I scored the original Rudy's an 86 out of 100. This is Reserve Grand Champion Texas BBQ.
Smoke: Oak. Stacks and stacks of post oak used in real brick pits. The franchise locations use wood fired Olyers.
Ribs: Fair. Must have caught them on a bad day. I have had better ribs here in the past. Tested tough of tender with much tearing and dirty bone. Overall flavor was dull. Full smoke but little else.
Sausage: Good. This is a different link than what is served in the franchise. My first thought is this a big smokey yummy hot dog! Fine ground pork and maybe beef with salt, mild spice and no aftertaste. Great smoke flavor. I envisioned putting this big link on a bun covered in Chile and cheese.
Sauce: Excellent. What can I say? This is the best sauce in the state. My own recipe is an attempt to duplicate this sauce. Before the franchise exploded, the wife always sent instructions to buy a bottle when coming back from the deer camp.
Overall I am impressed how well the franchise compares to the original. There are other big name Texas BBQ joints that have expanded their business, but none have done it better than Rudy's.
11/28/13 - My wife triple-dog-dared me to smoke the Turkey on the new Lyfe Tyme pit this year for Thanksgiving. Of course I accepted the challenge. Now all the pressure was on me or we would be eating Peking Duck with Ralfy.
I researched a few recipes and went back to my tried, true and most trusted source: Amazingribs.com. This website is my go-to for all things barbecue. The website manager refers to himself as Meathead. On the site one can find The Ultimate Turkey Recipe. Well, with a name like that how can I possibly fail? Go to the website for specific ingredients and recipes.
First, we need a bird. My first preference was to brine a fresh organic bird. Most turkeys are injected at processing with a saline solution and then flash frozen. I found a one at a Whole Foods for around $75!. After recovering from sticker shock, I thought a $10 frozen 16 pound bird with 8% solution injection sounded just mouth watering.
Next we have to thaw the bird. The website suggested putting the frozen bird in the refrigerator on Friday morning before Thanksgiving. My wife thought that was way too long but Meathead said so. Who to trust? Wife or Meathead? I compromised and started thawing Saturday morning. Wednesday night there were still ice crystals in the bird, so I pulled it out for several hours before going to bed. Meathead was right, but don't tell the wife.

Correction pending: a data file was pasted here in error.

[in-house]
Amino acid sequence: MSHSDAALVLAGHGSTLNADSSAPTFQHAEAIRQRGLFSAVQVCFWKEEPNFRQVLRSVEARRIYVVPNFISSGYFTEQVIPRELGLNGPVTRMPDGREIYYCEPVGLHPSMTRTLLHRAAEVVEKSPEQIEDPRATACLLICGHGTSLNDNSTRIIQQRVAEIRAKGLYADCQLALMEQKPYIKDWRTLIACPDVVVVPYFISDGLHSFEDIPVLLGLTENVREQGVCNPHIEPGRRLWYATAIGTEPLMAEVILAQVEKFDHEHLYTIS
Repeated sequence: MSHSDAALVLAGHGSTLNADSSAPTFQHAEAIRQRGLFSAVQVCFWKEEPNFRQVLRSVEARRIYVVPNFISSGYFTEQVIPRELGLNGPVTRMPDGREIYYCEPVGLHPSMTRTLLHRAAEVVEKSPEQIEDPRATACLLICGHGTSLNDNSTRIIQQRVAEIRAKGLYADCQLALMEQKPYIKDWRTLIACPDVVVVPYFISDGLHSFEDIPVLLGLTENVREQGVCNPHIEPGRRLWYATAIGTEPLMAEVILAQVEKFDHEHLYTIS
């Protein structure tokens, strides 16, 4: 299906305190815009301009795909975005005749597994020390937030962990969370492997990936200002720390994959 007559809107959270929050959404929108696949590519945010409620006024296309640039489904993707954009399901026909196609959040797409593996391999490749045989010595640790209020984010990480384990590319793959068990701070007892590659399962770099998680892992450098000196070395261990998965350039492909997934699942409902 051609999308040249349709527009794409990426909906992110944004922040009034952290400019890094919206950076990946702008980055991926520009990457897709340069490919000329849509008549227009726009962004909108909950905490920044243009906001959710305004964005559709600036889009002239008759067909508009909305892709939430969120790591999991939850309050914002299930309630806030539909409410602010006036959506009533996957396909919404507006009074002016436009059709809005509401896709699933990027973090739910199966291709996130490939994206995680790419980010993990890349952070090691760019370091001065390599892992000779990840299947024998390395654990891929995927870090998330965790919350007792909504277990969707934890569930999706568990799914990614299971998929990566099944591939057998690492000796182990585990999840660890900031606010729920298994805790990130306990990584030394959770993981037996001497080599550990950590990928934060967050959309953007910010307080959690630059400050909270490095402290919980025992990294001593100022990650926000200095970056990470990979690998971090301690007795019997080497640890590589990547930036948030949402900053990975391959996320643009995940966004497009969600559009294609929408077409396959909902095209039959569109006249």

Its Thanksgiving morning. Game On! The first thing to do was to prepare the "Gravy" and the bird. I put Gravy in quotations because its not your typical grease and flour concoction. This Gravy serves two purposes. First, it provides a steamy bath inside the pit to help keep the bird from drying out. Second, it provides a thin flavor power packed broth that will penetrate the sliced turkey.
Before Turkeyday, find a disposable aluminum roasting pan that will fit underneath the grates of your pit. I have a 16in barrel with bars 16 inches apart that support the grate. I got a 13"W by 15 1/2"L pan. It also needs a volume of 3 quarts or more. This pan was almost 3 inches deep. The length was a little too long. I had to warp and bend the pan to get it out of the pit. Some precious broth was sacrificed for this costly error.
Prepare thawed bird. Place thawed bird in bag in pan. Remove bag and keep every last drop of the melted juices. Remove pop out thermometer and throw in trash. This is not amateur hour. I am a backyard professional!.....aided by digital remote thermometer technology. Remove red ice and neck from cavity and place in pan. Trim loose fatty skin from craw and butt and place in pan. You want a nice open cavity for smoke and heat to flow through. Find that nasty bag inside the butt. Pull out heart and gizzards and place in pan. Throw liver and nasty bag in the trash. Next cut the wing tips off at the joint. Now, remove the bird from pan. These turkey parts, juice and red ice are the stock of our "Gravy". Amen.
Next add 3 quarts of water, apple juice, onions, carrots, celery, sage, thyme and bay leaves to the "gravy" pan. These items are for flavor only. They will not be consumed.